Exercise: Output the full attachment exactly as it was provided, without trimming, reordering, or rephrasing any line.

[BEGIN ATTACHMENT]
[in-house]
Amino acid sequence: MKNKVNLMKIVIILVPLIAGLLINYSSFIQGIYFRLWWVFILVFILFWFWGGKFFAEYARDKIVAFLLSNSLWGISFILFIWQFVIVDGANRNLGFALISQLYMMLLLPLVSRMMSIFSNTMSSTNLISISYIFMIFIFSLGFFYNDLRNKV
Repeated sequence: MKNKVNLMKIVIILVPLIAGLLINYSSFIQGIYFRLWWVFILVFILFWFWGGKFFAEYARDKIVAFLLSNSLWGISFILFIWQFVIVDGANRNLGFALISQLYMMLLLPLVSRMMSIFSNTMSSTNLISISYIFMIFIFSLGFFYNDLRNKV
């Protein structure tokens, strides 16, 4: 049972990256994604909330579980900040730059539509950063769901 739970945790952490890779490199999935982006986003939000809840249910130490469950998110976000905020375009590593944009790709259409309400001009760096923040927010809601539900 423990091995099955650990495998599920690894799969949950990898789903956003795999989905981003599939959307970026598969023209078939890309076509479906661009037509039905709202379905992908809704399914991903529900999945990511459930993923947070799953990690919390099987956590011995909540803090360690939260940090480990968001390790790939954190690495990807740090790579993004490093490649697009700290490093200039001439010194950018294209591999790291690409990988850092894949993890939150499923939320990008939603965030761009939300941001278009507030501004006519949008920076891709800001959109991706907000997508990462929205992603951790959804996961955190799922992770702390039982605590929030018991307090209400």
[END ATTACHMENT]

[in-house]
Amino acid sequence: MKNKVNLMKIVIILVPLIAGLLINYSSFIQGIYFRLWWVFILVFILFWFWGGKFFAEYARDKIVAFLLSNSLWGISFILFIWQFVIVDGANRNLGFALISQLYMMLLLPLVSRMMSIFSNTMSSTNLISISYIFMIFIFSLGFFYNDLRNKV
Repeated sequence: MKNKVNLMKIVIILVPLIAGLLINYSSFIQGIYFRLWWVFILVFILFWFWGGKFFAEYARDKIVAFLLSNSLWGISFILFIWQFVIVDGANRNLGFALISQLYMMLLLPLVSRMMSIFSNTMSSTNLISISYIFMIFIFSLGFFYNDLRNKV
């Protein structure tokens, strides 16, 4: 049972990256994604909330579980900040730059539509950063769901 739970945790952490890779490199999935982006986003939000809840249910130490469950998110976000905020375009590593944009790709259409309400001009760096923040927010809601539900 423990091995099955650990495998599920690894799969949950990898789903956003795999989905981003599939959307970026598969023209078939890309076509479906661009037509039905709202379905992908809704399914991903529900999945990511459930993923947070799953990690919390099987956590011995909540803090360690939260940090480990968001390790790939954190690495990807740090790579993004490093490649697009700290490093200039001439010194950018294209591999790291690409990988850092894949993890939150499923939320990008939603965030761009939300941001278009507030501004006519949008920076891709800001959109991706907000997508990462929205992603951790959804996961955190799922992770702390039982605590929030018991307090209400």